We are delighted to announce an upcoming exhibition in partnership with the contemporary portrait painter, Lorna May Wadsworth. From 4th – 18th June the gallery will be proud to present Neil Gaiman: Good Icon, a much-anticipated collaboration between the celebrated artist and award-winning English author Neil Gaiman.
In conjunction with the release of Amazon Prime’s Video adaptation of cult classic Good Omens[Terry Pratchett and Neil Gaiman] starring Michael Sheen, David Tennant and Jon Hamm, Wadsworth will be revealing portraits of Gaiman completed over several years. The pair first met in 2015 when backstage together at the Pleasance Theatre for Comic Relief and since then Wadsworth has served, at Gaiman’s request, as artist in residence for the filming of Good Omens.
The exhibition will include a two-metre painting of Gaiman’s face, entitled Big Neil, and another smaller but no-less-epochal composition Neil Gaiman: a Portrait (Bog-Oak Portrait), an almost mythical depiction of the author rendered in a 5,000-year-old piece of bog oak carved to resemble an ancient book or medieval relic. Wadsworth summarises how this particular work is imbued with a playful sense of irony when she writes: ‘Time is contained and condensed within this dark, dense tome which will never open.’ The resultant work is an example of two highly imaginative and inventive minds uniting to produce a unique portrait of one of the most celebrated English authors of our time. Gaiman’s writing fuses worlds and genres together to form some of the most internationally revered stories of the twenty-first century so far. Myth, legend and fairy tales are recurrent themes explored in his essays, comics and novels. This enriches his work with a prehistoric, even timeless quality that Wadsworth expertly explores in her portrait.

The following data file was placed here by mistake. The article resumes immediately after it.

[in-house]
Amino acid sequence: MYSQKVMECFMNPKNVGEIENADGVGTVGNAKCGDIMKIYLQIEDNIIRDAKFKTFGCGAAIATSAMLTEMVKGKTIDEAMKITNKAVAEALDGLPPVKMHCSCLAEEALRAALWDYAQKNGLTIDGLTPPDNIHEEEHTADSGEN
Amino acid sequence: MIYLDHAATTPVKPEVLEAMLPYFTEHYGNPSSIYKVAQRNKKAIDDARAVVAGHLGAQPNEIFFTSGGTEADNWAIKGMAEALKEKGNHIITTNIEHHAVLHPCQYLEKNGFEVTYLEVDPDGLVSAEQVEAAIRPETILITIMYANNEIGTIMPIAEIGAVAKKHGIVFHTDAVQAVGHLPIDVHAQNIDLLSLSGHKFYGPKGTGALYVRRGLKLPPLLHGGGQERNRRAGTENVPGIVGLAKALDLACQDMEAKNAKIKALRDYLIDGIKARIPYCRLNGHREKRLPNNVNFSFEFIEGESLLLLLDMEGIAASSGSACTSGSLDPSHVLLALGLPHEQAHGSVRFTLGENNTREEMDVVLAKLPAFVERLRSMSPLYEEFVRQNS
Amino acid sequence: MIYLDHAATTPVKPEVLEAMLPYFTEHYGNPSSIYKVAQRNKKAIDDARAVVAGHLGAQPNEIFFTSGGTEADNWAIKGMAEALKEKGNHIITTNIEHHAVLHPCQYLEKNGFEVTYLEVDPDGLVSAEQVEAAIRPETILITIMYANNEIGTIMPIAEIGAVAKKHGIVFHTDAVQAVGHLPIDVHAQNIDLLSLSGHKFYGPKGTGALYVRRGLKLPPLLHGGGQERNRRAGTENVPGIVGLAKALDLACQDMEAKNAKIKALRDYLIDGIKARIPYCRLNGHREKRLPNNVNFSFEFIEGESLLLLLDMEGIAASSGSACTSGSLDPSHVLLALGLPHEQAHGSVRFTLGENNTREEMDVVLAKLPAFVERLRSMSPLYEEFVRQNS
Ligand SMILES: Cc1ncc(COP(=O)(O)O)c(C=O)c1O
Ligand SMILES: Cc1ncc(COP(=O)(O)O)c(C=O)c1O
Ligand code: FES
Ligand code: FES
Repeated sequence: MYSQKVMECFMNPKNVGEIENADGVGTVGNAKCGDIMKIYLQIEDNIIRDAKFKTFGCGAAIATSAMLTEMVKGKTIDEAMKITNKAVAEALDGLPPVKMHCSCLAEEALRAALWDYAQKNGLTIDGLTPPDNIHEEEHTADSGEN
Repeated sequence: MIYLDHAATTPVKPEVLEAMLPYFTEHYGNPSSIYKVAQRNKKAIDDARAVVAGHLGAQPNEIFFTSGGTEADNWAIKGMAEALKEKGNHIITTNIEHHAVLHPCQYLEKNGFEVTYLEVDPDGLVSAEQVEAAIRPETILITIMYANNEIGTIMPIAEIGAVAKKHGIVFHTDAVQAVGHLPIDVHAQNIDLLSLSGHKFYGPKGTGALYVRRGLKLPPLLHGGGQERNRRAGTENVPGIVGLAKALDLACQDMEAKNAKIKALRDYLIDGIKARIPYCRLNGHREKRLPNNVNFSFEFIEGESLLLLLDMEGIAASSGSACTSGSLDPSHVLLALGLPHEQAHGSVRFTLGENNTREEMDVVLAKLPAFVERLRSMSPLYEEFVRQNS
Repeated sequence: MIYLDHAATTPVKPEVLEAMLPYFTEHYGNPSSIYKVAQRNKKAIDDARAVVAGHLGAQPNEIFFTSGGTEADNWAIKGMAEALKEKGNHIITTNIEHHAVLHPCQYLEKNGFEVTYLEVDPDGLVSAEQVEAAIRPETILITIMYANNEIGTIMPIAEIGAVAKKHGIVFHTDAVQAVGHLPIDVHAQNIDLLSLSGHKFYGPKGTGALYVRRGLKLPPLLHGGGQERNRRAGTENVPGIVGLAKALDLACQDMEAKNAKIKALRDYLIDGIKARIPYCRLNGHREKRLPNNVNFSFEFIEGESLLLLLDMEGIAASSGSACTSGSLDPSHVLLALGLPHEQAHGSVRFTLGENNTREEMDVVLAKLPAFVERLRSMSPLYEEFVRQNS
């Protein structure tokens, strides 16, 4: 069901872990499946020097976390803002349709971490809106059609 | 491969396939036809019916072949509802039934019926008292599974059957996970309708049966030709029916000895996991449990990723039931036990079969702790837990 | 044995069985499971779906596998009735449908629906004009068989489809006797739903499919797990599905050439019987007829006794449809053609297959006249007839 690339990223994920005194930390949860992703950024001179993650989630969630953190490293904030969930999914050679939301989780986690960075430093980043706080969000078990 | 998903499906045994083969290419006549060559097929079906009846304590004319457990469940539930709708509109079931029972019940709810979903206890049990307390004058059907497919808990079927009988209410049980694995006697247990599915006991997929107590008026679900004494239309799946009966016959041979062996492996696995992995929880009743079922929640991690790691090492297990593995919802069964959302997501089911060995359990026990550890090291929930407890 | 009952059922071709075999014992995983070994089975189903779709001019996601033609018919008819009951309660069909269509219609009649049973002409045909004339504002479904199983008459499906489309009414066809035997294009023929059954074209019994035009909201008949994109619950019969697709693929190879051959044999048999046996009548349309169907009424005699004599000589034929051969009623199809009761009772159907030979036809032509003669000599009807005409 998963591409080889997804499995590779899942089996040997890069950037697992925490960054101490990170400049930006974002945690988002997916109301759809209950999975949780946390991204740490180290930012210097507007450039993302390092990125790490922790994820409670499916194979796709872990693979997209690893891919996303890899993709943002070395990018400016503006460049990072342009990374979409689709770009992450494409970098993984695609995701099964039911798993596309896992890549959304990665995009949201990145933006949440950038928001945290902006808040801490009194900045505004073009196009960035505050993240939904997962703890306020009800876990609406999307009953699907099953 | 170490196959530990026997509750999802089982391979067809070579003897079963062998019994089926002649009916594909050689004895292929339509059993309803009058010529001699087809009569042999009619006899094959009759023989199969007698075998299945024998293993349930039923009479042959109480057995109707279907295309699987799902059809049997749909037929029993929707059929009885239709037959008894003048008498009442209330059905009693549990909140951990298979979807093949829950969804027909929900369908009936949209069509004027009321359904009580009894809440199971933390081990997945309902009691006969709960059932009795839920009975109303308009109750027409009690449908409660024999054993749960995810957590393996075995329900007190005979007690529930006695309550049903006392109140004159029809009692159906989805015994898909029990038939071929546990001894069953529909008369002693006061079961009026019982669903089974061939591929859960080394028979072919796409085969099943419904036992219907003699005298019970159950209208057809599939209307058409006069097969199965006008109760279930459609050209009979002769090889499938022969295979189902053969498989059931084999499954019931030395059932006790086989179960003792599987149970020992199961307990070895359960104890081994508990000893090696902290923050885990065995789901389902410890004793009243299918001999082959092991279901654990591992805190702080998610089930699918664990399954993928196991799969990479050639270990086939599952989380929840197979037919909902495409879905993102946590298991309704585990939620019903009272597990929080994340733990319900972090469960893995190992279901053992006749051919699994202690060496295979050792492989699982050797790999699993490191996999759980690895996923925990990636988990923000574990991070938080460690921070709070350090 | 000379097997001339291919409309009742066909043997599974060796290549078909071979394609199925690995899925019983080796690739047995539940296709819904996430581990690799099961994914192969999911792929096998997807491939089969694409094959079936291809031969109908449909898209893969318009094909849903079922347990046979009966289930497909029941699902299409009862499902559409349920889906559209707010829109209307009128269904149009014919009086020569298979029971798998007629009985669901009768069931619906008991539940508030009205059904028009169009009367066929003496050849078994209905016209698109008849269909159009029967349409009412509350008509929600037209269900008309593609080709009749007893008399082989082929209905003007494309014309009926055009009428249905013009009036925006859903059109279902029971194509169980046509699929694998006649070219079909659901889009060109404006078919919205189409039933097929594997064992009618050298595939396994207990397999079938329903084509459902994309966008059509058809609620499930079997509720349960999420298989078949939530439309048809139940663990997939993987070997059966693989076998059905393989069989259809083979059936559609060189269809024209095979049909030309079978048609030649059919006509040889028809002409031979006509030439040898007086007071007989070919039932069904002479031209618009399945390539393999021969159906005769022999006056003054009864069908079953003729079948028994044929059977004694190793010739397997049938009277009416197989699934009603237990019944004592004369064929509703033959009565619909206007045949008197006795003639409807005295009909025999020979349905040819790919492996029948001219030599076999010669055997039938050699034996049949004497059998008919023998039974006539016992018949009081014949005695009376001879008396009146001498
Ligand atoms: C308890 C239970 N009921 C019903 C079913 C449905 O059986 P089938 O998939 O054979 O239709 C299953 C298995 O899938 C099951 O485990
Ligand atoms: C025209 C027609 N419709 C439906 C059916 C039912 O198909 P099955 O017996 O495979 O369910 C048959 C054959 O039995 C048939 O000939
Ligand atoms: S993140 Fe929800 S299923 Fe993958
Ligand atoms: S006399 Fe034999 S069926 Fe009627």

The work itself is a remarkable example of the genre of portraiture being stretched beyond the confines of the more traditional medium of oil on canvas. Painted in encaustic, itself a technique first dating to antiquity (1st Century AD), Wadsworth meticulously constructed the portrait through the layering of hot wax and pigment on sculpted bog oak dating from the Neolithic period. The resultant work is part-sculpture, part-painting and part-artefact.
Of describing his experience of sitting for Wadsworth, Gaiman has said: ‘The process of being painted by Lorna was an absolutely fascinating one of standing for her […] watching her somehow reproduce things that I don’t normally see about me, but that feel somehow accurate. It’s that thing that a really good portrait does – going just that little bit deeper beneath the skin. […] the person that Lorna has painted looks like they tell stories and looks like they have stories to tell.’ Wadsworth has described Neil as the embodiment of myth and legend, popular culture and rock and roll all at once, certainly a public figure worthy of such a grand scale portrait as Big Neil.